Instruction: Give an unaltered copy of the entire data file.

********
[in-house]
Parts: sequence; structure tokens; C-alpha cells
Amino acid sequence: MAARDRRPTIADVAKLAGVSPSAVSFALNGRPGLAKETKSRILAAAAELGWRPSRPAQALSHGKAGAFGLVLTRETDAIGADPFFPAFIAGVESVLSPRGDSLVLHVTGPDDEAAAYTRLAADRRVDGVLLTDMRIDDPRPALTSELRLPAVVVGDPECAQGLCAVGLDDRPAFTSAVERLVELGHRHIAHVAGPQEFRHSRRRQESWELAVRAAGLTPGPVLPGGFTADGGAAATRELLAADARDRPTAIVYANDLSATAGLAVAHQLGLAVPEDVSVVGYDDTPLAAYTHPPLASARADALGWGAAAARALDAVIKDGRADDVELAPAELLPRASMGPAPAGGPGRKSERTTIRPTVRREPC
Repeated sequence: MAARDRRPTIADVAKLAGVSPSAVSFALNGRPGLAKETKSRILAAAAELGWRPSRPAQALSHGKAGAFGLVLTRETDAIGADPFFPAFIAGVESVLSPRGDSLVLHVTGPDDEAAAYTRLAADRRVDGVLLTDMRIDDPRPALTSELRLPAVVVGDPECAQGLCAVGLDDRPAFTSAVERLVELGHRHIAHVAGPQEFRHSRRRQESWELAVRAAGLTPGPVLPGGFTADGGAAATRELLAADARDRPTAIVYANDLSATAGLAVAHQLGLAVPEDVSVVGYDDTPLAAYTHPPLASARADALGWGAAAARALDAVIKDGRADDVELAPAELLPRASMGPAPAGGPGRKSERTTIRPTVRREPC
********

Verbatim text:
[in-house]
Parts: sequence; structure tokens; C-alpha cells
Amino acid sequence: MAARDRRPTIADVAKLAGVSPSAVSFALNGRPGLAKETKSRILAAAAELGWRPSRPAQALSHGKAGAFGLVLTRETDAIGADPFFPAFIAGVESVLSPRGDSLVLHVTGPDDEAAAYTRLAADRRVDGVLLTDMRIDDPRPALTSELRLPAVVVGDPECAQGLCAVGLDDRPAFTSAVERLVELGHRHIAHVAGPQEFRHSRRRQESWELAVRAAGLTPGPVLPGGFTADGGAAATRELLAADARDRPTAIVYANDLSATAGLAVAHQLGLAVPEDVSVVGYDDTPLAAYTHPPLASARADALGWGAAAARALDAVIKDGRADDVELAPAELLPRASMGPAPAGGPGRKSERTTIRPTVRREPC
Repeated sequence: MAARDRRPTIADVAKLAGVSPSAVSFALNGRPGLAKETKSRILAAAAELGWRPSRPAQALSHGKAGAFGLVLTRETDAIGADPFFPAFIAGVESVLSPRGDSLVLHVTGPDDEAAAYTRLAADRRVDGVLLTDMRIDDPRPALTSELRLPAVVVGDPECAQGLCAVGLDDRPAFTSAVERLVELGHRHIAHVAGPQEFRHSRRRQESWELAVRAAGLTPGPVLPGGFTADGGAAATRELLAADARDRPTAIVYANDLSATAGLAVAHQLGLAVPEDVSVVGYDDTPLAAYTHPPLASARADALGWGAAAARALDAVIKDGRADDVELAPAELLPRASMGPAPAGGPGRKSERTTIRPTVRREPC